I am the Green Party candidate for Dane County District Attorney. I am running for district attorney to create a more just Dane County. I believe something needs to be done about our criminal prosecution system. This article addresses one of the major problems of the criminal prosecution system, the so-called “War on Drugs” and its civil rights implications.
When current District Attorney Brian Blanchard took office in 2000, the Dane County jail population was 35 percent black, 65 percent white, and the rate of new prison admissions from Dane County was about 40 times higher for African Americans than for non-Hispanic whites. At the end of 2003, the Dane County jail population was still 35 percent black and 65 percent white, and Dane County still incarcerates excessive numbers of blacks compared to whites.
The United States has the highest rate of individuals imprisoned of any nation in the world, and African Americans are incarcerated at seven times the rate of whites. The guiltiest state is Wisconsin, which, in 2001, led the nation in disparity between the black and white incarceration rates. Dane County is one of the worst offenders in Wisconsin. While Dane County’s population is only 4 percent African American, more than 50 percent of the people sent to prison from Dane County are African Americans.
The single largest cause of this disparity is the “War on Drugs.” Though the rate of drug use among blacks and white adults is the same, and even higher for white juveniles than black, African Americans are arrested far more often than whites for drug offenses. “The drug war is aimed towards blacks,” observed Jodine Deppisch, Warden of Taycheedah Correctional Institute.
The drug war is a miserable failure and has created one of the major civil rights issues of our time: the wholesale disenfranchisement of generations of African American men, 40 percent of whom are at some stage within the Unites States’ criminal prosecution system. Much like alcohol prohibition during the 1920s, drug laws only serve to drive drugs underground into a thriving non-taxed, unregulated black market that is violent and unsafe.
Drug abuse, like alcohol abuse, is a public health issue, not a criminal issue. Drug prohibition has done nothing to stop access to illicit drugs. Ending prohibition will allow us to deal with the real problems of drug and alcohol addiction. The solution to the problem of drug addiction and abuse is not incarceration, but treatment, support and rehabilitation, which is, among other things, seven times more cost effective than incarceration.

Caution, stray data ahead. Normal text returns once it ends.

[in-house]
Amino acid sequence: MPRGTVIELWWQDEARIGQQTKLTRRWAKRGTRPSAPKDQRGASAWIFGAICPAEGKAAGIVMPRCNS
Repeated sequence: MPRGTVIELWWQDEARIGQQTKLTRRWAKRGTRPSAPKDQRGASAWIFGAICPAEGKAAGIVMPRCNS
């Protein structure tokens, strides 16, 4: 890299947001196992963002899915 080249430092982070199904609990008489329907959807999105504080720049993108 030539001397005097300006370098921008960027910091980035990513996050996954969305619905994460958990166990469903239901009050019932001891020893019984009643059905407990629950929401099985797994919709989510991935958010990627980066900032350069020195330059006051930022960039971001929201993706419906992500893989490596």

About 80 percent of drug arrests in Dane County are for possession, and 75 percent of those are for marijuana possession. If elected District Attorney, I will immediately implement the following policy: I will not prosecute nor continue to prosecute drug possession and drug paraphernalia possession cases. I believe a moratorium on prosecuting possession cases will provide an opportunity to review our response to the systemic problems created by this unwinnable “War on Drugs.”
It costs the state of Wisconsin $31,000 a year to keep one inmate in a maximum security prison and $54,000 a year for a “supermax” inmate. The cost to send an in-state student to the University of Wisconsin-Madison is $15,250 a year. Instead of sending young people of color to college, we send them to prison. Our priorities must change. If we don’t acknowledge that as a great failure of our system, we won’t be able to create a just society. I want to create a just society, that’s why I’m running for Dane County District Attorney as a Green Party candidate.
You too can begin that change Nov. 2 by casting your ballot for the local Green Party candidates in Dane County. Besides myself, Brian Pruka is running for Dane County Clerk, and Tony Schultz is running for Wisconsin State Senate for the 26th District.
Remember when you step into the voting booth that you will have many choices. Besides the highly contested presidential campaign, there are many local races that could go largely unnoticed. In Dane County, you have a real choice in three important races. As Four Lakes Green candidates, we are running against status-quo establishment Democrats who would otherwise go unopposed.
I am running for the office of Dane County District Attorney to return it to the independent progressive tradition of Dane County’s greatest District Attorney, Robert M. “Fighting Bob” LaFollette. I have been a dedicated activist for social and political change for more than four decades, working for women’s equality, racial justice and worker’s rights. As Dane County’s District Attorney, I would continue my work for progressive social change.
Sally Stix is a candidate for District Attorney.